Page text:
It’s not democratic intransigence or republican bigotry at the heart of this shutdown. Both are entitled to and justified in their decision to stand their ground. Rather, this current ‘crisis’ is just liberalism at work.
As a brief review of high school civics, wary of taxes or governance without the consent of the people, the founders created a government in opposition to itself. The Executive branch is dependent on Congress to advance its agenda and Congress is vulnerable to a veto. Thus both must cooperate if they want to act. If the people didn’t want it, the government couldn’t do it; if no spending bill is passed, no money is to be spent.
In this case, Trump was elected in 2016 largely for his agenda on immigration after which the people elected a Democratic house largely with the purpose of opposing him. Trump at the head of the executive branch is right to stand his ground, representing his constituents, as are the Democrats in the House. The government was created to oppose itself.
In any stalemate, such as this current one, there is proper recourse. Both branches, if denied, can craft alternative legislation to find middle ground. If that fails, any politician can appeal to the population for votes and thus the power to advance their agenda in the future. These are the two means that the constitution allows through an impasse. The goal, then, is not to search for a loophole in laws and court cases to push an agenda through anyways. Even if the proposed, circuitous action is technically legal, it goes against the power-limiting intent of the constitution.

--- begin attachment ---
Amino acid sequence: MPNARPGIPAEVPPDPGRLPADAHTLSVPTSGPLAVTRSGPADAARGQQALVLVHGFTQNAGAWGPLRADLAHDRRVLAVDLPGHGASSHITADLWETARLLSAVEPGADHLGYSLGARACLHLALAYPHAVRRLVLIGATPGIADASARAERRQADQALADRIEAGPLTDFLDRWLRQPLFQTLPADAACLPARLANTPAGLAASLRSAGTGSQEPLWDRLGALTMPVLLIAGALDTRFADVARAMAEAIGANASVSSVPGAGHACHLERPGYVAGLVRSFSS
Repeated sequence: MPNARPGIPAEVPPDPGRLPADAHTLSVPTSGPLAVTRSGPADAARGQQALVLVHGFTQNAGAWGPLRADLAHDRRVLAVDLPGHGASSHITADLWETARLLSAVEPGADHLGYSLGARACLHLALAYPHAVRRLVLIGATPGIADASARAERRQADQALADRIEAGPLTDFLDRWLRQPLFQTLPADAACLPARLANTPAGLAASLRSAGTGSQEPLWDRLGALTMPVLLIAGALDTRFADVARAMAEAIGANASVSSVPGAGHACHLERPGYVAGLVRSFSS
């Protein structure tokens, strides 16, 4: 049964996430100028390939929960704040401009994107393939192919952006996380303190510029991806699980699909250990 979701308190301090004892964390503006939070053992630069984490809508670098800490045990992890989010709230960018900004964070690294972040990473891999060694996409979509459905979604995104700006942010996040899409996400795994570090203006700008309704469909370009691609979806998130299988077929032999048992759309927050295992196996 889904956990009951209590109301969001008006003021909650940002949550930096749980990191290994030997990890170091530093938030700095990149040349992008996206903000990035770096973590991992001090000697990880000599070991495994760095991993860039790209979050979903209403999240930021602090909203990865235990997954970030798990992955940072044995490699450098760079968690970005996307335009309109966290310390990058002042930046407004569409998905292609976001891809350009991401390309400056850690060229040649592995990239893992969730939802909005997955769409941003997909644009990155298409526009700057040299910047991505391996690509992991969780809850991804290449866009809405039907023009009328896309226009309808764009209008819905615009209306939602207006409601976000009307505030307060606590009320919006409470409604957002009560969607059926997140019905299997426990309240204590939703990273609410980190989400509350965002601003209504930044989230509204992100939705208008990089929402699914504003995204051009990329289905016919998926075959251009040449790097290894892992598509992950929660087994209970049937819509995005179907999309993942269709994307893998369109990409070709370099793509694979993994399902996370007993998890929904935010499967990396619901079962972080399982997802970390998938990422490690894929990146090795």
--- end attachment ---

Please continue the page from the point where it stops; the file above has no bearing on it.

Obama, who said that “If Congress won’t act, I will,” is the prime example of this Executive overreach. He passed large portions of the DACA legislation without the consent of Congress, entered the Paris Climate accord without the consent of Congress, and, like many before him, issued a slew of constitutionally dubious executive orders to more or less legislate without the consent of Congress. The legality of all these actions can be argued, but collectively they reflect an approach to politics—that the executive should legislate apart from Congress—that runs counter to the original intent of the constitution.
I commend Trump and now both parties for their attempts to offer counter bills, namely Trump’s concession to expand DACA in return for a wall; it is the proper means of negotiation through this shutdown. However, be it legal or not, choosing to declare a state of emergency or appropriate military funds is nothing but the continuation of an anti-liberal precedent that is slowly centralizing executive power. If Trump chooses to follow such a course of action, the courts should deem it unconstitutional or Congress must pass a law checking his power into the future.
The government shutdown is not a crisis. It is not rancor endemic to contemporary American politics. It doesn’t even really have that much of an effect. The true crisis here is the potential for unconstitutional action, be it by Nancy Pelosi or Donald Trump, seeking to move beyond the confines of their respective branches. The federal government shutdown is constitutional; unilateral action, regardless of its legality, is not.
The views expressed in this article are the opinion of the author and do not necessarily reflect those of Lone Conservative staff.